Agent For Fraud – A licensed insurance agent was accused of taking insurance premiums from nine clients but reportedly failing to remit them to the appropriate insurer. He was also charged with issuing six fraudulent auto insurance identification cards and providing documents to a business owner indicating that the business had proper insurance coverage when in fact no coverage existed.

Electronic Shenanigans – Three Brooklyn residents were arrested and accused of defrauding Prudential Insurance Company of a total of $17,300. The charges allege that, in separate transactions, these defendants sought auto insurance by telephone, stating they would submit premium payments electronically to secure coverage. However, although no money was transferred, they were able to receive refunds when they later “cancelled” the coverage.

Daughter to the Rescue – A former insurance agent from Harrison, N.Y., was arrested and charged with stealing more than $91,000 from a life insurance company by allegedly forging the signature of an elderly client on an annuity refund check and keeping the proceeds. The theft was discovered by the victim’s daughter when she reviewed her family’s financial records.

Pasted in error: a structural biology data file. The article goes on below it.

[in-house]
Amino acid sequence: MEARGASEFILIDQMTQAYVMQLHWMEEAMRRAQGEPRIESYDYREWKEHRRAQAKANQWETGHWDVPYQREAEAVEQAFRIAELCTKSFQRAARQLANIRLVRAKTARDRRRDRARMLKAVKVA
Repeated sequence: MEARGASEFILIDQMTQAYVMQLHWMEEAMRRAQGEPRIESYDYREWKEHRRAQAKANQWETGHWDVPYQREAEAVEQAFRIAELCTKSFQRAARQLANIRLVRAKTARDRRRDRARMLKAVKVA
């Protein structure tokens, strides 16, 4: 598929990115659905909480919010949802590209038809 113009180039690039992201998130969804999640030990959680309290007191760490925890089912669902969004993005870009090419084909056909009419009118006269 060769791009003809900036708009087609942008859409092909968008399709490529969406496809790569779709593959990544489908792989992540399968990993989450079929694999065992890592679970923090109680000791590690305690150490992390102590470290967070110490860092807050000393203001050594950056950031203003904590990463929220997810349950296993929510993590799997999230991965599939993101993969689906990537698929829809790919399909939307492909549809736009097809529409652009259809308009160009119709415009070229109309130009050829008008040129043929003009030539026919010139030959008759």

Operation Street Sweep – Thirty individuals – including 24 car owners and six alleged middlemen – were charged in a $1.6 million undercover sting operation that resulted in the recovery of 68 reportedly stolen vehicles. Among those charged were a New York City public school teacher, a Long Island Rail Road engineer, a Manhattan registered nurse, a U.S. Postal Service worker and a Metropolitan Transportation Authority bus driver. According to the charges, the owners reportedly turned their cars over to middlemen to get rid of them, filed insurance claims falsely reporting the cars stolen and received settlements of as much as $32,000. The middlemen then sold the cars to undercover detectives posing as junkyard dealers for up to $1,500. The operation also led to the discovery of 33 false insurance claims that potentially could have cost various insurers $700,000.